Zintkala married again – this time to an actor who beat her. She had a child with this man and she and the child left soon after in order to escape the violence. She married a third time and had a second child, but her health was failing. The life of being a traveling entertainer took its toll and there was never enough money. Her husband was also ill. Clara tried to help but was also running low on funds. She sued Leonard Colby for back support payments because she was nearly destitute. She never got the payments. Leonard Colby had married the nursemaid he’d left Clara for, raised their child and went on to become a Nebraska state senator and judge. He was considered one of the wealthiest men in Nebraska.
When Zintkala was twenty-six years old, nearly blind and in poor health, her youngest child died. She gave up the other child – a boy – to a native woman who had the better means to support him. Shortly after that, her mother Clara died of pneumonia. The next year Zintka made one last visit to South Dakota to find relatives and connect with her people. She received a cool reception by the Lakota because culturally she was nothing like the native people. The visit left her unfulfilled and she and her husband – both sick and unable to continue the performing life went to live with his parents in California.
Eighteen months later, on Valentines Day, Zintkala died during the influenza epidemic. She was 29 years old. Her husband’s family buried her in California.
Years later a woman named Renee Sansom Flood was inspired to find out more when she came across the photograph (pictured above) of Leonard Colby holding little Lost Bird. The same photograph appeared in a South Dakota newspaper shortly after the massacre. The newspaper included what Colby had inscribed on the back of the photograph:
Zintka Lanuni – Lost Bird – an Indian baby girl found on the field of Wounded Knee by the side of her dead mother on the 4th day afte the battle, and adopted by me. She was given the Christian name of Marguerite Elizabeth, after the wives of the two Asay brothers, storekeepers at Pine Ridge who assisted in the procuring and care of the little one. She was frozen upon her head, hands and feet, but was entirely recovered. Big Foot’s band, which was slaughtered at Wounded Knee, was largely composed of the remnants of Sitting Bull’s band, of which latter the child was doubtless one, and if so is an Unk-papa Teton Sioux. The battle occurred Dec. 29 1890, about 15 miles eastward from Pindge Agency, S.D.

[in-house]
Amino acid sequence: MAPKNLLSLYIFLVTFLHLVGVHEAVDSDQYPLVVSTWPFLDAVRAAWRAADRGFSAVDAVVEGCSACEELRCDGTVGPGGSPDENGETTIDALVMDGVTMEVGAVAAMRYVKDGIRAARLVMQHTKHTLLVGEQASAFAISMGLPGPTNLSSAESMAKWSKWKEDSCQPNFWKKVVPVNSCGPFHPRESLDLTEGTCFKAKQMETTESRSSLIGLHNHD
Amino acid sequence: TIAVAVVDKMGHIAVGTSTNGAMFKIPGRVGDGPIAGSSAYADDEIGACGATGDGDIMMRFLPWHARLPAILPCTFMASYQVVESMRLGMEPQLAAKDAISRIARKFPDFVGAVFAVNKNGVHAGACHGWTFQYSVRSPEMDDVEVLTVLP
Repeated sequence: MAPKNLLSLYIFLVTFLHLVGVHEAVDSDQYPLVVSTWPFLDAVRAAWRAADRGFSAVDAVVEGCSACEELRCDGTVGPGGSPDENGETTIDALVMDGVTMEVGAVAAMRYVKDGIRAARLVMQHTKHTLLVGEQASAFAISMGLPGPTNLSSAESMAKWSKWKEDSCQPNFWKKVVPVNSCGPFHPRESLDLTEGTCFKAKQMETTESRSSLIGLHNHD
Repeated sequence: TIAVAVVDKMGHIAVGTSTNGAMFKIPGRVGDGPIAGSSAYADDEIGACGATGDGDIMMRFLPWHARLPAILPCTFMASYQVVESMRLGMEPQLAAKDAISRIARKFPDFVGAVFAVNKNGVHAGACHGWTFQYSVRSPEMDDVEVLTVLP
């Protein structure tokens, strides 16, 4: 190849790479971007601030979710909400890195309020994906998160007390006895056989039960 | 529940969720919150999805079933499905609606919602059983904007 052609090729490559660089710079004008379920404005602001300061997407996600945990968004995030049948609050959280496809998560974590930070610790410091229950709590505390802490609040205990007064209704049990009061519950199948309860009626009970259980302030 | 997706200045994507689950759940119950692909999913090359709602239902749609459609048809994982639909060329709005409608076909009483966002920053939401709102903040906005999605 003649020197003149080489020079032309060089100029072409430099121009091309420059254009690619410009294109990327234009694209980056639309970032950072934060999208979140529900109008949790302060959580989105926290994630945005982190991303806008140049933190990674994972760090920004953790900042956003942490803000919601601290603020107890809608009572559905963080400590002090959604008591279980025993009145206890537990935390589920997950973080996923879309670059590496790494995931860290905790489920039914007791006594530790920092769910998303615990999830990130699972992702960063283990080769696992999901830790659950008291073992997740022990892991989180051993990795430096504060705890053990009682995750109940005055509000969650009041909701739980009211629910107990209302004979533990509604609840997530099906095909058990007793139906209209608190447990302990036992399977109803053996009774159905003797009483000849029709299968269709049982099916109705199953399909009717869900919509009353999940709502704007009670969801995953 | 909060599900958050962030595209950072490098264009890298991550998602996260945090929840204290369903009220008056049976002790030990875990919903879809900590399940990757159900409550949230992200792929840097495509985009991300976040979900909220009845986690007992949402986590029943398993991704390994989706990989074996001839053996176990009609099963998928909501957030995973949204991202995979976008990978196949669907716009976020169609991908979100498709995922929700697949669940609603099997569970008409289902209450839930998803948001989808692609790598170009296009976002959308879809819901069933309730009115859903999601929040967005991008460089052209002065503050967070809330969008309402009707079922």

The photograph inspired Renee Sansome Flood to find out more. Eventually her research developed into a book that she wrote entitled, Lost Bird of Wounded Knee: Spirit of the Lakota. This book and other efforts by Ms. Flood raised awareness not only of the situation with Zintkala, but also with hundreds of native children who were adopted by white families in order to inculturate them into the white society. She inspired the Lakota people in 1991 to bring Zintkala’s remains home to Wounded Knee where her mother and relatives are buried. Now next to the mass grave at Wounded Knee, just outside the chain link fence is a marker with the name “Lost Bird.” Zintkala’s remains rest beneath it.
Near the end of her life, Clara Colby wrote of her daughter, “She has been sinned against in being taken from her proper surroundings.” Renee Sansome Flood’s book and the return of Lost Bird to Wounded Knee helped to inspire the formation of the Lost Bird Society, which helps native people who were adopted into different cultures find their roots.
The Indians burying that daughter by the massacre’s mass grave agreed. She would be at rest here, near her mother, relatives, the friends she would have had if all had been different. “Lost Bird has returned today to the same place she was taken from,” said Marie Not Help Him, great-granddaughter of Iron Hail, the last survivor of the Battle of the Little Bighorn, where Custer died, and of the Wounded Knee Massacre. Lost Bird was put into the ground with an eagle plume attached to a cherry tree by her head. The trill for bravery rose in the air: Li-li-li-li-li! Then the Indians performed the ceremony of the Releasing of the Spirit for one who had a foot in two camps but never a place to stand.
The site of the Wounded Knee Massacre and the memorial marking the mass grave of the Lakota who perished there is a thin place. The spirit of the place is almost palpable. One can’t help but be moved by the imprint of human suffering that hangs about the place. But after reflecting on the sadness and the senselessness of the massacre, stepping outside the chain link fence and standing by the grave of Lost Bird brings on a totally different energy. There’s a sense of hope, of belonging, of closure.